ResearchBlogging.orgIt has long been thought that there are linkages between certain viruses and the weather. The flu season is winter (in whichever hemisphere it happens to be winter in) for reasons having to do with the seasons. One early theory posited that the practices of East Asian farmers, as they tended their animals, caused waterfowl and swine and humans to share space closely enough that nasty new influenzas would emerge and spread around the world. Although that explanation for the annual seasonal flu has been dropped (if it ever really had wings… or hooves, or whatever) it is still possible that such a pattern could occur. One of the more likely places to look for this sort of thing is with bird flu, because there are large numbers of migratory birds that host the flu, and the interaction of wild and domestic birds is not an incredibly unlikely event.

A paper just out in PLoS Pathogens explores a link between a virus, seasonal change, and wild birds.

The very nasty avian influenza H5N1 virus has been hammering domestic fowl for over ten years now. There was a fairly widespread outbreak that reached beyond its original distribution in Asia in 2005, affecting domestic poultry and wild birds. It was understood that the movement of domestic birds was part of this process, but the question remained open as to how much the spread of this H5N1 virus was due to the movement of wild birds.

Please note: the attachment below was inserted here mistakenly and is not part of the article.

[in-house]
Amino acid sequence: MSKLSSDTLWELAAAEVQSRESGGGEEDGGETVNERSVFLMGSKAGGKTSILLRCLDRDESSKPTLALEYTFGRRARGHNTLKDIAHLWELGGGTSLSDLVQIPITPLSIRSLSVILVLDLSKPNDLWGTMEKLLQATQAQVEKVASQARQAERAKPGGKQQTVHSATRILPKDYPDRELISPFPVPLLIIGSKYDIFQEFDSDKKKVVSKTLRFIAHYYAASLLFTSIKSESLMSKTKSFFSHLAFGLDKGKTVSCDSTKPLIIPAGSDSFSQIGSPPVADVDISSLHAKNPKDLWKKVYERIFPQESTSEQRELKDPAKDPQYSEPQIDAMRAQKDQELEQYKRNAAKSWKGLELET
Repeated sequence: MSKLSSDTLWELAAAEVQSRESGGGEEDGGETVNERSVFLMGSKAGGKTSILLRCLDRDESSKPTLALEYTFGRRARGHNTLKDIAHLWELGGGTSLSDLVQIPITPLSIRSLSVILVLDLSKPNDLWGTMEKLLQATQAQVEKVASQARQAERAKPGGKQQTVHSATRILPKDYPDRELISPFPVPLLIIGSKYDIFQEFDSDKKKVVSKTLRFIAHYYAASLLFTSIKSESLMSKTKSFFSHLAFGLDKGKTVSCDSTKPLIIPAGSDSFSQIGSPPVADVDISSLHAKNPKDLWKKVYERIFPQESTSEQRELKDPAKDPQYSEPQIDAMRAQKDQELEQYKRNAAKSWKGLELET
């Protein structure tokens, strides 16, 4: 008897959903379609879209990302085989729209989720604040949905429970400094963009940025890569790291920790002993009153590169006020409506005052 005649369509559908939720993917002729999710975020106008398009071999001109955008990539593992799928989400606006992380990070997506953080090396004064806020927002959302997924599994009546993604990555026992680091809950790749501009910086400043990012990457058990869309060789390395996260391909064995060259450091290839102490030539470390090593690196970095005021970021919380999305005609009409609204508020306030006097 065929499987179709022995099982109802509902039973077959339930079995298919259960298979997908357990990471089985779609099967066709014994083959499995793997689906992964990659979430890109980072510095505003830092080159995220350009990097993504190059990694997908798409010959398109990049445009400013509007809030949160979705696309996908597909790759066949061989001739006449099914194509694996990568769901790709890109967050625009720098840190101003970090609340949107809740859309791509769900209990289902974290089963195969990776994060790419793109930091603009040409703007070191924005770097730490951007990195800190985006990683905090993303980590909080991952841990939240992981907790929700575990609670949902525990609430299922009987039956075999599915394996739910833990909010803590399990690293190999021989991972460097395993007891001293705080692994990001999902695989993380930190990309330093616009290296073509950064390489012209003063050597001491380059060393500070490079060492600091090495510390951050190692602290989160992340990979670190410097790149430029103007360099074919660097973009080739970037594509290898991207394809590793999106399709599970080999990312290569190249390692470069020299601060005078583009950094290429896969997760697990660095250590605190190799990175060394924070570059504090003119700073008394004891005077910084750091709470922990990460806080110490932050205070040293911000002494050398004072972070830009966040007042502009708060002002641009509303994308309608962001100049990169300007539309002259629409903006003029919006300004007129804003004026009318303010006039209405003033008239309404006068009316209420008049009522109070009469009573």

…. the ability of wild birds to carry the virus to novel geographical areas is still highly debated and remains obscure. In Europe, the virus mainly infected wild birds, and emergence coincided with a spell of cold weather, which is known to result in massive movements of wild waterbirds. … we demonstrate that movements of wild waterbirds associated with cold weather contributed to the spread and geographical distribution of outbreaks in Europe during the winter of 2005-2006. Higher density of wild waterbirds on bodies of water that remain unfrozen ahead of the freezing line likely favoured transmission of the virus and resulted in distinctive distribution of outbreaks at locations where surface air temperatures were 0°C-2°C. This has important implications for surveillance, which should target areas where temperatures are close to freezing in winter, especially in poultry-dense regions close to areas where waterfowl aggregate.

This also signifies a likely effect on the spread of bird flue from global warming.

As part of this study, the researchers made an interesting graphic: It is a video that you can download and play which shows the relaionship between air temperature near the ground and avian flu spread. Click here to download the file.

Leslie A. Reperant, Neven S. Fučkar, Albert D. M. E. Osterhaus Andrew P. Dobson, & Thijs Kuiken (2010). Spatial and Temporal Association of Outbreaks of H5N1 Influenza Virus Infection in Wild Birds with the 0°C Isotherm PLoS Pathology, 6 (4) DOI: 10.1371/journal.ppat.1000854.t001

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